These colored lithographs, labelled as apocalyptic scenes by the Wellcome Collection, were printed in conjunction with the astrological magazine the Prophetic Messenger, aka Raphael’s Almanac, which ran from 1827 to 1861. Raphael, a pen name, was intended to invoke the power of the archangel Raphael — traditionally linked to Mercury, the messenger of the gods. It was used by several British astrologers in the first half of the nineteenth century, who together contributed to the revival of astrology.
While the lithographs are difficult to interpret on their own, they do give us a sense of how Raphael’s astrological predictions differed from the ones generally found in newspapers today. They are not, for one thing, very concerned with the destiny of individuals. Instead, they favor crowded scenes of warfare and disaster, including pictures of shipwrecks, earthquakes, riotous assemblies, lightning storms, and demons. Queen Victoria, Napoleon III, the Boxer Rebellion, “Hibernia pleading with Brittania,” “a mob addressed by rival orders” — these were the common subjects of the day. While not always easy to decipher, apparently the meanings to these cryptic scenes would be spelled out in the subsequent issue of the magazine.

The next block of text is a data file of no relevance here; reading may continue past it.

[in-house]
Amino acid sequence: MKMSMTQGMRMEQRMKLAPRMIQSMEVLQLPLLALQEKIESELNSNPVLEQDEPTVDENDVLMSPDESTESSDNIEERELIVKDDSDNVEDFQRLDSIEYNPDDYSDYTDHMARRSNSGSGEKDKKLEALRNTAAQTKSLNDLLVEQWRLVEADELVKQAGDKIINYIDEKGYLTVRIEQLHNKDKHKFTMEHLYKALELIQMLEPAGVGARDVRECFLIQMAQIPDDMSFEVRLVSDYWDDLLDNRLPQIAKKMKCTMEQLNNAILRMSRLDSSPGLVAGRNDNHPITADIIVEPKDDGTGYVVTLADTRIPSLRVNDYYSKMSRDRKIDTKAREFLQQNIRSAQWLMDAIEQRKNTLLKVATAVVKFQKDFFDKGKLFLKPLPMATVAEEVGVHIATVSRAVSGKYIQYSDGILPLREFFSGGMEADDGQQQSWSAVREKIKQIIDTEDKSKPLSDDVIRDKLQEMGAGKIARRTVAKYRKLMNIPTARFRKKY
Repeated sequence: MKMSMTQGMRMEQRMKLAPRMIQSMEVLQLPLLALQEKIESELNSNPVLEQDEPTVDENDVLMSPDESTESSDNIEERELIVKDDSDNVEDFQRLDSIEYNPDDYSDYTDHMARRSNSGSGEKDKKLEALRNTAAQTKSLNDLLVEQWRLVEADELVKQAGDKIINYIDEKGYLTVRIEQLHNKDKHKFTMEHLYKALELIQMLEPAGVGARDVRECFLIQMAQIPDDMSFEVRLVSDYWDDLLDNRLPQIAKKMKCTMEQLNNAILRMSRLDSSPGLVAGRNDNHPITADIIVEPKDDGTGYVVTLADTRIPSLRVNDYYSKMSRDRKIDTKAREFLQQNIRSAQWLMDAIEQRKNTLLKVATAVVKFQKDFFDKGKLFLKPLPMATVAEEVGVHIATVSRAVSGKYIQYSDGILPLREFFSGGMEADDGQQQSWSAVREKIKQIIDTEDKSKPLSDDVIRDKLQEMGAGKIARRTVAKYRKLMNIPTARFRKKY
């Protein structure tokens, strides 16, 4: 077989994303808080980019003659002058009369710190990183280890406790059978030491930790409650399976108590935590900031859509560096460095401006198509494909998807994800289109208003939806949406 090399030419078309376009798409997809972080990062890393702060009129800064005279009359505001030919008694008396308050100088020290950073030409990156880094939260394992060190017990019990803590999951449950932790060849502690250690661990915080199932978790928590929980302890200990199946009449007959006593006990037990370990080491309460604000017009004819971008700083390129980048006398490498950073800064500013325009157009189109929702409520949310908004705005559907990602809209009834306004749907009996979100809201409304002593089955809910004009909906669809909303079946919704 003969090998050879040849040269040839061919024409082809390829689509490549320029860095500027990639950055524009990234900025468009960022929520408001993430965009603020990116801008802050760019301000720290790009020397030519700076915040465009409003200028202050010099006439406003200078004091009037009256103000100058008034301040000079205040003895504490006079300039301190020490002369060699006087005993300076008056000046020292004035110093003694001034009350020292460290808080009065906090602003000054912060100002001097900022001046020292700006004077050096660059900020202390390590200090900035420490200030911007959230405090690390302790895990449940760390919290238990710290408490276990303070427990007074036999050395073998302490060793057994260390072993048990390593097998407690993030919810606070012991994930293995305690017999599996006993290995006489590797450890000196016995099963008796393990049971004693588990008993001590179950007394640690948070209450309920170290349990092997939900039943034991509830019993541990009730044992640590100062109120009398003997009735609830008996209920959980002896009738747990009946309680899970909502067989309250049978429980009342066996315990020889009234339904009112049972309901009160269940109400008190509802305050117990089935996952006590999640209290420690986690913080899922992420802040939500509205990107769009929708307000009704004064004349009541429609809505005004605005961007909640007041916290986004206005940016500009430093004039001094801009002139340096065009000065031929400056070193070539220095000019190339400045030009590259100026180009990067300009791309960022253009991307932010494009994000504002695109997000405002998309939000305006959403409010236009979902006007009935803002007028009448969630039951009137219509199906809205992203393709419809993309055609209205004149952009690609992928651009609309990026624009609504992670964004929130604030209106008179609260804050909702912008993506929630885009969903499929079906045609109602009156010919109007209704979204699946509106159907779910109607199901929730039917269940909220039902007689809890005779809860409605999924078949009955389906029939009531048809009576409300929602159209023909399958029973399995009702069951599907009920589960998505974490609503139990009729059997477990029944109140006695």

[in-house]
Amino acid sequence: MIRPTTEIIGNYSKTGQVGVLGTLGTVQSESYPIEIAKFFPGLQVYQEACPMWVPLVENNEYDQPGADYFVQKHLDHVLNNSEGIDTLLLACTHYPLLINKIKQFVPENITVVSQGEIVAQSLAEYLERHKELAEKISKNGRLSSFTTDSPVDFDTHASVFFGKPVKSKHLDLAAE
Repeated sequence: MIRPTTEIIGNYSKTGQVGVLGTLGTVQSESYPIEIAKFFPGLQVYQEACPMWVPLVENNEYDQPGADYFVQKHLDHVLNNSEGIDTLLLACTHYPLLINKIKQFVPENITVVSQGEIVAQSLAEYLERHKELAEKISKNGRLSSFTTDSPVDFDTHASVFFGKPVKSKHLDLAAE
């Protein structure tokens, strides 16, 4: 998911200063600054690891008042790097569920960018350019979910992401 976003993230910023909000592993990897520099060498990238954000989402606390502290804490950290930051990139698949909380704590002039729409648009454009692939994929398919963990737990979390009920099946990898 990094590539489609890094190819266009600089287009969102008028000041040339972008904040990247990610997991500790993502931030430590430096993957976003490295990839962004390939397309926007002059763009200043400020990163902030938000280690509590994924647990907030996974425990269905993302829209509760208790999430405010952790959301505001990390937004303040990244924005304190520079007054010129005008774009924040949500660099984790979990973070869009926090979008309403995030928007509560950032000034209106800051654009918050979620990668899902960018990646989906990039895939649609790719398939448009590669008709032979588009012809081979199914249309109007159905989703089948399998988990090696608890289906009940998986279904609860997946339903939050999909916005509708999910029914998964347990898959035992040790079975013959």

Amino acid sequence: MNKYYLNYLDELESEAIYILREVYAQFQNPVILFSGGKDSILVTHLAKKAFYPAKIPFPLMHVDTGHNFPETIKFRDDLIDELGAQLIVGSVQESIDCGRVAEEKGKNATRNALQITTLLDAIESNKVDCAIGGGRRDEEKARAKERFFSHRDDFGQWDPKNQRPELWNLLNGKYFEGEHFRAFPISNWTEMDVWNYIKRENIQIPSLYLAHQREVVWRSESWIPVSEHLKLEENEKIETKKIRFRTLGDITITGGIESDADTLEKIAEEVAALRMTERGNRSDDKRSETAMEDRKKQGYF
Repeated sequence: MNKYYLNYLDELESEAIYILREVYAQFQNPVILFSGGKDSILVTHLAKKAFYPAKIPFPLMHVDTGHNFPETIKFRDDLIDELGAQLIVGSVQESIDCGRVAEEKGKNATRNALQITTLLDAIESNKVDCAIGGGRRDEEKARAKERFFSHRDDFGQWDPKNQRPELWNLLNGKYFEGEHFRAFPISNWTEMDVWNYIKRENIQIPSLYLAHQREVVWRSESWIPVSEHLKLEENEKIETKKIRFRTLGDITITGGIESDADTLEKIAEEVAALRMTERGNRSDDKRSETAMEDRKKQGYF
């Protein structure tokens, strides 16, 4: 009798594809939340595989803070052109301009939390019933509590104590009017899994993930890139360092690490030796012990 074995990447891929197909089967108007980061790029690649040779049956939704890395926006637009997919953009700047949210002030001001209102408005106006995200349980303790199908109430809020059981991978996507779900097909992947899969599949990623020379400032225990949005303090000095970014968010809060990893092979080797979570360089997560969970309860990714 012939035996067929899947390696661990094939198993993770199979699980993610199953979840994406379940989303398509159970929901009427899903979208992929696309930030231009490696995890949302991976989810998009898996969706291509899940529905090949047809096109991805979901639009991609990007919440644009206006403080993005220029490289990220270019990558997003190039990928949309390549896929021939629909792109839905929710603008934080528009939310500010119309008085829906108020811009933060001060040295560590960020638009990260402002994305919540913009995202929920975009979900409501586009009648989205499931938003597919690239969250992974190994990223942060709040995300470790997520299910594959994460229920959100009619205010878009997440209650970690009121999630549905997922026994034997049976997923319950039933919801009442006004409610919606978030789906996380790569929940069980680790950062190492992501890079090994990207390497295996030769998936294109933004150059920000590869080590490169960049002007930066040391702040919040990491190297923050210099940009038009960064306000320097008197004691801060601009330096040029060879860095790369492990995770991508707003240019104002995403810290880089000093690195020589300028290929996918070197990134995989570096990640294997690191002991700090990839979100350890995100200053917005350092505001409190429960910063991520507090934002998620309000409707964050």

Poring over the elaborate cartoons with their gathering of figures, texts, symbols, and landscapes, one begins to see the appeal of Raphael’s view of the world. At least it attempted to make sense of the huge, unpredictable movements of history, which still fail to make sense to us today.